Life in the beast’s kingdom. The hurdles and obstacles Saudi women face.
AYA BATRAWY. Associated Press•January 7, 2019
DUBAI, United Arab Emirates (AP) — Rahaf Mohammed Alqunun is the latest young Saudi woman to attempt to flee her family and seek asylum abroad. Her calls for help on Twitter have grabbed international attention and prompted Thai authorities to say they will not deport her back to her family. With Saudi women runaways increasingly using social media to amplify their desperate pleas for help, here’s a look at the obstacles they face:
WHY ARE SOME SAUDI WOMEN FLEEING?
Alqunun has told rights groups and media she’s fleeing an abusive family and seeking greater freedoms abroad.
Saudi females who flee their families are almost always running away from abusive male relatives, often a father or brother. In a few of the cases, the women have also renounced Islam and claim they cannot return home. They fear they could be killed after publicly denouncing the faith and publicizing their identities online.
In other cases, a woman’s father might be barring from her marriage or forcing her into marriage. In other cases her salary is being confiscated, or she’s facing sexual or physical abuse.
WHAT DOES THE LAW SAY?
The kingdom has granted women greater rights in recent years, like the right to drive, run and vote in local elections and play sports in school.
Ultimately, however, male guardianship laws remain in place. Under these laws, a woman must have her male guardian’s permission in order to obtain a passport, travel abroad or marry.
From childhood through adulthood , every Saudi woman passes from the control of one legal guardian to another, a male relative whose decisions or whims can determine the course of her life. Legal guardians are often a woman’s father or husband, but can also be a brother or her own son.
Although King Salman has tried to limit its scope, male permission is sometimes still demanded when a woman tries to rent an apartment, undergo elective medical procedures or open a bank account.
HOW OFTEN DO SAUDI WOMEN RUN AWAY?
There are no public statistics available for how many Saudi women try to flee abroad each year. The most recent statistics from the Ministry of Labor and Social Development show that 577 Saudi women tried to flee their homes within Saudi Arabia in 2015. That figure is likely to be much higher in reality because many families do not report runaways for fear of social stigma.
Social media has brought attention to a number of cases of women trying to flee in recent years.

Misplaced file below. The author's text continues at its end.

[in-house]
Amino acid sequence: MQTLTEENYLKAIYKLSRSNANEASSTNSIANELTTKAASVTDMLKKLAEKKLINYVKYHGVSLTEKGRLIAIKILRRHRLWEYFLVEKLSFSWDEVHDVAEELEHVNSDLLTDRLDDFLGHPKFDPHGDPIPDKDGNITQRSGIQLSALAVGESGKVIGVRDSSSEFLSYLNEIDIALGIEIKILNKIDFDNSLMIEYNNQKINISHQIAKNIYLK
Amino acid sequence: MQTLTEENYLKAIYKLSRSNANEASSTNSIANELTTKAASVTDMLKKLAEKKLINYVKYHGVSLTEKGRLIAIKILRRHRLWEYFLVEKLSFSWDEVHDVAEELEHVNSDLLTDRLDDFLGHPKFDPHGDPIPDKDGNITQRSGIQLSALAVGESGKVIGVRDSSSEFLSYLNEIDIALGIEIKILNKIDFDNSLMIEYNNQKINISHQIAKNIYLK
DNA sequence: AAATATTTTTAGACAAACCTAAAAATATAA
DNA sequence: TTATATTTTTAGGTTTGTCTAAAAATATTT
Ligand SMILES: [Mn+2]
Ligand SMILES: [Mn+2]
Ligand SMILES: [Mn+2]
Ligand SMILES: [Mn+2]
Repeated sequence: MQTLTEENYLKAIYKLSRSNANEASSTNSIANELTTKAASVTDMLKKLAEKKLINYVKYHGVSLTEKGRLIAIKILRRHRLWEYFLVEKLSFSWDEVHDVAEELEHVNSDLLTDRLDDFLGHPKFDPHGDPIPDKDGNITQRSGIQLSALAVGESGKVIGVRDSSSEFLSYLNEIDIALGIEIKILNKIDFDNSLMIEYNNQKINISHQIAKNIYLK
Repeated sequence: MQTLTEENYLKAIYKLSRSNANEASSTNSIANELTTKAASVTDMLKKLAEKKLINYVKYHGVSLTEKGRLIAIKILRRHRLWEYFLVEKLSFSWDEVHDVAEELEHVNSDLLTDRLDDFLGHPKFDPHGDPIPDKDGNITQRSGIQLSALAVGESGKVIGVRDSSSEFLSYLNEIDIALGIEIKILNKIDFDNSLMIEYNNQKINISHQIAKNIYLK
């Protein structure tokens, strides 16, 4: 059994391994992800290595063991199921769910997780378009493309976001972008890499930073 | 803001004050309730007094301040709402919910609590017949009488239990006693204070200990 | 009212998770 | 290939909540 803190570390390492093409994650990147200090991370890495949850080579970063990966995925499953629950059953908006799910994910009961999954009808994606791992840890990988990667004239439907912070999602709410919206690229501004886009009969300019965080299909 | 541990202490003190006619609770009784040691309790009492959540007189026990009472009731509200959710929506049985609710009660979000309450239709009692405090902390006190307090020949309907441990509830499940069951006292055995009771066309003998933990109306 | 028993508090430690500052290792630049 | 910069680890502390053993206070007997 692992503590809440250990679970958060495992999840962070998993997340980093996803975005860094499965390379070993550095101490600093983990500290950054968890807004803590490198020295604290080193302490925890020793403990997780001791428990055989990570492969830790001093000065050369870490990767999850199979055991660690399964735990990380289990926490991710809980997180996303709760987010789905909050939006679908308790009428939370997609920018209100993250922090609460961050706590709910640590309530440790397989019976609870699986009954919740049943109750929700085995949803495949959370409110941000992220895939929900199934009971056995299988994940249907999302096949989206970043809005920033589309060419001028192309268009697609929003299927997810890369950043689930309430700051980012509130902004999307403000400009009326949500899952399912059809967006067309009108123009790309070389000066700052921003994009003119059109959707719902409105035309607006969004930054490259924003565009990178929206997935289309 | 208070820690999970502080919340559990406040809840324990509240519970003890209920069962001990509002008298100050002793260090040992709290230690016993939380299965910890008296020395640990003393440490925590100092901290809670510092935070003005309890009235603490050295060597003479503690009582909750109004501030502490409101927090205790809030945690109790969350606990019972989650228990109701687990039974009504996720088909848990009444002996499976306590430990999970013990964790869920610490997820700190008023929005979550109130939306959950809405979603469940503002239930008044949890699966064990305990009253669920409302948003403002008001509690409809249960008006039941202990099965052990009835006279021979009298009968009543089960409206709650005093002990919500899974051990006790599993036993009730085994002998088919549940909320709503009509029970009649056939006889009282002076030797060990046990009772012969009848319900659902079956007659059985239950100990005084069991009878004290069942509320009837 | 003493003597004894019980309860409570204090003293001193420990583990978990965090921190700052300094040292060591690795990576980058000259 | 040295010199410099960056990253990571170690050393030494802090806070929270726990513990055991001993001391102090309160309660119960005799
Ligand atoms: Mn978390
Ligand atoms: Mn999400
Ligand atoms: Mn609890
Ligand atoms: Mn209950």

Saudi women like Dina Ali Lasloom who was stopped in the Philippines, two Saudi sisters who fled to Turkey, and now Rafah Alqunun in Thailand have all used Twitter and social media to raise awareness of their plight and ask for help.
WHAT HAPPENS TO WOMEN FORCED BACK TO SAUDI ARABIA?
If women are caught running away, they can be pressured to return home or placed in shelters where often the only way out is to escape again. Others are jailed for violating so-called obedience laws and only a male guardian can sign for their release.
Last year, Mariam al-Otaibi spent more than 100 days in prison in Saudi Arabia after her father filed a complaint to police against her for leaving home. She’d moved from the ultraconservative province of Qassim to the capital, where supporters helped her rent an apartment and find work.
Women can also be placed in restrictive shelters where they cannot freely access the internet or mobile phones. Their movements are also restricted and often the only way to leave is with the consent of a male guardian.
The shelters say they offer women psychiatric care and therapy, but do not take in women who, for example, are pregnant out of wedlock. Premarital sex can lead to criminal prosecution in Saudi Arabia and other Muslim countries.
WHAT HAPPENS TO WOMEN SEEKING ASYLUM ABROAD?
Saudi women who attempt to apply for asylum face a number of legal hurdles, including proving abuse. Without evidence, such as threatening texts, video or photos of abuse, a woman’s case for asylum can be rejected in the United States, for example.
Without access to a bank account of their own or a credit card, women can find themselves in dire circumstances in foreign countries where they do not know the local laws.
Saudi activists who have successfully fled political persecution in the kingdom do not advise women to flee as a first option, warning that women who run away without a clear plan in place are vulnerable to various kinds of abuse.
Often the Saudi women who run away are young and inexperienced, further complicating their ability to navigate lengthy and complex asylum processes.
Two young Saudi sisters found dead in New York last year had sought asylum in the U.S., according to detectives. They’d maxed out the older sister’s credit card before their bodies were found along the rocky banks of the Hudson River wrapped together with tape. Police did not suspect foul play was involved.
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